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Spam. Sigh.

I really need to get back to blogging.

That being said, I just disapproved/marked as spam two comments to this blog.  They were ghost written on behalf of two businesses, both from the same domain, bigstring.com.  Apparently this was a free email site which is now owned by some GoDaddy user that is spamming blogs.

I’d like to read the “get.rich.quick” plan that the poster read that claimed they could make money by spamming blogs on behalf of small to medium businesses.  Worst is the small to medium businesses that are actually paying for it.

And just how stupid was this person… to spam a blog, twice in the period of four hours, that has been inactive this long.  What, you don’t think I’m going to notice that you’re promoting a business under the guise of pretending to be interested in my blog, when you use the same email address and the blog postings both mention businesses?  I’m not that desperate for posters or followers.

IMHO the days of this sort of simple minded “guerrilla marketing” are long gone.

So, if you’re one of these companies that fell for this (and I’ll send an email to them to point out the waste of their hard earned dollars), I’m sorry, but you’re not using my blog to promote your business.

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Posted by on May 2, 2013 in advertising, business model, spam

 

Observations on Retail in the United States today

Last night and today my wife and I ran around getting errands done… shopping.  As a result, I’ve got a few observations:

  • Retail staff are obviously getting spoken to about customer relationships.
    – At Kohls last night, I had possibly the best cashier I’ve ever been served by.  At the end of the his service, he pleaded with us to complete a survey on his service to us.
    – At the Sears hardware store multiple floor personnel greeted me and offered me help.
  • The SKUs that stores carry is still abysmal.

My assessment is this:

  • At least in my case, I’m so used to store personnel that in the past just didn’t give a damn, I really don’t know how to react to these newly caring personnel.  I’ve learn to become so self-sufficient when I’m shopping, that I feel like these folks are intruding on my shopping experience.  Strange, eh?
  • Retailers next threat is a new threat from Amazon.  In the New York Times article “Amazon, Forced to Collect a Tax, Is Adding Roots,” (http://www.nytimes.com/2012/09/12/technology/amazon-forced-to-collect-sales-tax-aims-to-keep-its-competitive-edge.html?smid=pl-share), David Streitfeld reports “Amazon will soon be able to cut as much as a day off its two-day shipping times, said Jeff Bezos, its chief executive, in an interview. This will put the much-rumored same-day delivery — the elusive aspiration of every online merchant — potentially within reach in some metropolitan areas.”  Amazon has an almost endless lists of SKUs… almost everything I could want for less than retailers have fewer SKUs I really don’t want so much.
  • Helpful personnel are only great if you’ve stock something you can sell your customer.

It only stands to reason that the following use case would be more optimal than Amazon’s next day shipping:

  • I go online, say to http://www.BestBuy.com, find what I want, but see that it isn’t available in my local store.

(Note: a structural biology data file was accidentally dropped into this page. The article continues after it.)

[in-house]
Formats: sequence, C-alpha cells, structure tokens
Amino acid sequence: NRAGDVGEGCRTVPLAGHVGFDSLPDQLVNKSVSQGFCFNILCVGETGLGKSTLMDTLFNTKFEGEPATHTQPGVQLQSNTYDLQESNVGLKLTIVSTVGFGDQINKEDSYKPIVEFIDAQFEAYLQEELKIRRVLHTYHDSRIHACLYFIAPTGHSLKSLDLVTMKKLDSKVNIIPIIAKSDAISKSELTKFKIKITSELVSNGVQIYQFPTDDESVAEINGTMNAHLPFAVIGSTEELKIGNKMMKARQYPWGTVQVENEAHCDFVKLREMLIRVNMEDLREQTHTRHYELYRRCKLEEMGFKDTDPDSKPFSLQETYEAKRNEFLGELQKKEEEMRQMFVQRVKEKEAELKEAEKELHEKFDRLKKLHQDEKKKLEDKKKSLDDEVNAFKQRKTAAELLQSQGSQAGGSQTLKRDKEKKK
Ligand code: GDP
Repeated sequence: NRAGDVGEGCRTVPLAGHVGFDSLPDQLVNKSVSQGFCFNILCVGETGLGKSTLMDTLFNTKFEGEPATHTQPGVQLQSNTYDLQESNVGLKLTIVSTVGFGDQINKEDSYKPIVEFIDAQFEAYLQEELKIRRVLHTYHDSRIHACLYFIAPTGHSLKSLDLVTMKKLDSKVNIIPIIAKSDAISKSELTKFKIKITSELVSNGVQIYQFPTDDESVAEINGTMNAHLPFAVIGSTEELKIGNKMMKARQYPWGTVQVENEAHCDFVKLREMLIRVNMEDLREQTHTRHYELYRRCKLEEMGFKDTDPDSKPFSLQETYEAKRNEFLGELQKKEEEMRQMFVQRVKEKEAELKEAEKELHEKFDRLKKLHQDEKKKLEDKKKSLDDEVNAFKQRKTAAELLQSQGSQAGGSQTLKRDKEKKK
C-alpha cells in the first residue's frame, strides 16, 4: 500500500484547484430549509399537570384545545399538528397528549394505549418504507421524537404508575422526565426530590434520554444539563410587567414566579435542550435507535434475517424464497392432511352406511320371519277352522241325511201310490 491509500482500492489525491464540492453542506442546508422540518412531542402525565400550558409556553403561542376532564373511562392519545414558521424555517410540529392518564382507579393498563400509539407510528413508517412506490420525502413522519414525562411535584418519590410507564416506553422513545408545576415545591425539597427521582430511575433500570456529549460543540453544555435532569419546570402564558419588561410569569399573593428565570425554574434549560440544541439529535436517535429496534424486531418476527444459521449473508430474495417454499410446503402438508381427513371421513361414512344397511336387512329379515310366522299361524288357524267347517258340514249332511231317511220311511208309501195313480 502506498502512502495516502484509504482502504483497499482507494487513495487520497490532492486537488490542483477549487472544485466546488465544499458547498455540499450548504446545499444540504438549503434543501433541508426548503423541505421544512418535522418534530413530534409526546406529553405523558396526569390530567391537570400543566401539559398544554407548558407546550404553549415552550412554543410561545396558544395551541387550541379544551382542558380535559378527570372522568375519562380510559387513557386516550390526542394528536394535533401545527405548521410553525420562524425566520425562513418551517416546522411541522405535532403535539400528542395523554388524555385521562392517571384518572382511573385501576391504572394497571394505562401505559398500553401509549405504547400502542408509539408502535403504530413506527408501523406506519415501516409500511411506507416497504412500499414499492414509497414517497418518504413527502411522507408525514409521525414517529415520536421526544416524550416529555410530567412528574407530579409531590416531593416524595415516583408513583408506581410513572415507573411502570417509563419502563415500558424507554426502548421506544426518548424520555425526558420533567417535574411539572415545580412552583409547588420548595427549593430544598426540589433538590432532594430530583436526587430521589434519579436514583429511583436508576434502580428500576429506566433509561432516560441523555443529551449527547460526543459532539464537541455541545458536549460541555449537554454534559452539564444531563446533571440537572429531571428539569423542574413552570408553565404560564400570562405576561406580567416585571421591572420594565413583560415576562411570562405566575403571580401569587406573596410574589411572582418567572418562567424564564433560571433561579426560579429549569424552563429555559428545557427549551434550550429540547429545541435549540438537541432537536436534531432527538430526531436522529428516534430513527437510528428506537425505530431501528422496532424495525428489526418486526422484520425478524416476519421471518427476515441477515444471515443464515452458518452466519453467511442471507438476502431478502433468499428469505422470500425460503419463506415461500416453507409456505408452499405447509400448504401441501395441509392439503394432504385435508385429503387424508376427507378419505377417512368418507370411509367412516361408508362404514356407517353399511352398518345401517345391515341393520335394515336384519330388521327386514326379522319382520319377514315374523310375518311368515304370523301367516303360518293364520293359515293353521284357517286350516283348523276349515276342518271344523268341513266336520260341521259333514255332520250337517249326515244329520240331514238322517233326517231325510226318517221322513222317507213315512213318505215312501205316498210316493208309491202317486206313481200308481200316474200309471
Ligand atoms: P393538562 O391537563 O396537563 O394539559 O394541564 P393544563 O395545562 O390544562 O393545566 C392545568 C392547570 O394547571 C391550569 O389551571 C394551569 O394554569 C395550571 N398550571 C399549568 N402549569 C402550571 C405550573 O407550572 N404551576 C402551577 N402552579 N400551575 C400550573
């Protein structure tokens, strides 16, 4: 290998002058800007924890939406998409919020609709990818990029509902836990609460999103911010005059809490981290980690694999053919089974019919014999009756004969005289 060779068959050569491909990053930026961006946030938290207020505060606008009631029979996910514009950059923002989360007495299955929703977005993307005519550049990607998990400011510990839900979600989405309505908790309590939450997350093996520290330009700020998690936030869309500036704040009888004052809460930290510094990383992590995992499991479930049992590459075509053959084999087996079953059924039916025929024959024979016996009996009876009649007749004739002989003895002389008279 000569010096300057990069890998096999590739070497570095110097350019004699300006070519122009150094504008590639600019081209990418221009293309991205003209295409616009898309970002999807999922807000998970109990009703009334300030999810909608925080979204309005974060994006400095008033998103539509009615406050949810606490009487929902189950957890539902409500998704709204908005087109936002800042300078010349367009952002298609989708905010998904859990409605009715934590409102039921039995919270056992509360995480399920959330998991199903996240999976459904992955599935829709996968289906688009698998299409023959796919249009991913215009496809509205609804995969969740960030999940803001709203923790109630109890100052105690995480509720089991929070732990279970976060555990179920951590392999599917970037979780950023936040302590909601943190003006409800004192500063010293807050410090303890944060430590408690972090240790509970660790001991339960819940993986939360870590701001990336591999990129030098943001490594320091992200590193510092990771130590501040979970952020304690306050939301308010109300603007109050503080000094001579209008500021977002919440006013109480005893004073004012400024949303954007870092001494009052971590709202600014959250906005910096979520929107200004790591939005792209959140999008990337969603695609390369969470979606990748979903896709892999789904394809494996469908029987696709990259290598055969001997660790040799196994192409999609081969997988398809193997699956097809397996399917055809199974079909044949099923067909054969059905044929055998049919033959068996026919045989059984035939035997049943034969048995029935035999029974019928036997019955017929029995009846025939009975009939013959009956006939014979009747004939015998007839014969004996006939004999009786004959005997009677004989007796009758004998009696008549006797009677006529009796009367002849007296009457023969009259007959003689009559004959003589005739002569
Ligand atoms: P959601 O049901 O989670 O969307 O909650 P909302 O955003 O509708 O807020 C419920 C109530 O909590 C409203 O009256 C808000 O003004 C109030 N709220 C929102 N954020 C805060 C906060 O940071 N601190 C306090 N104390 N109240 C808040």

• I place an order for NEXT DAY DELIVERY (or if early enough in the day, SAME DAY DELIVERY) to be delivered to my local store.
  • When item is delivered to my local store from a district distribution center, I am notified and go and pick it up.

Lots of retailers provide delivery to local stores now, but to the best of my knowledge, none of them do it in one day.  There are lots of advantages of this to the retailer and me:

  • The retailer better competes with Amazon.
  • The retailer has an extended set of SKUs available at a short time.
  • Since I’m coming into the store to pick up the item, the retailer has an opportunity to cross-sell me something.
  • And for me, I don’t have to be home to accept the delivery: my item is securely delivered to my local retailer.

This means that retailers are going to need to tune up their distribution centers and online systems, because without that, their local presences, with limited set of SKUs, will matter less and less in the face of Amazon’s next day “retail lite” model.

 

I don’t need those ads anymore… I already bought that!

This will be short rant.

While I was reading the New York Times I was served an ad for tires for my car from Town Fair Tire.

I was served this ad because well over a week ago I was searching for tires and in particular BF Goldrich dealers… because my BF Goodrich Traction TA radials died a premature life and my warranty said I needed a dealer to inspect them before I could get compensated.

The problem is that I bought the replacement a week ago.

There are two things I am absolutely certain of:

  1. I am not the first person to comment on this stupid behavior of the system.
  2. It is mostly impossible for web based ad servers to automatically know what I bought.  This isn’t strictly a technical problem.  I’m sure that it would be technically possible to create an opt-in service such that consumers would give their permission for the credit card company to push transaction data to web advertisers.  The only problem is the people part: who in their right mind would tell an advertising firm what they are buying?

I’m quite sure that this has been proposed, but why can’t ads have a “I bought that already” button so that more relevant ads would be served up?  I’m just asking…

 
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Posted by on February 12, 2012 in advertising, business model, privacy, technology

 
 
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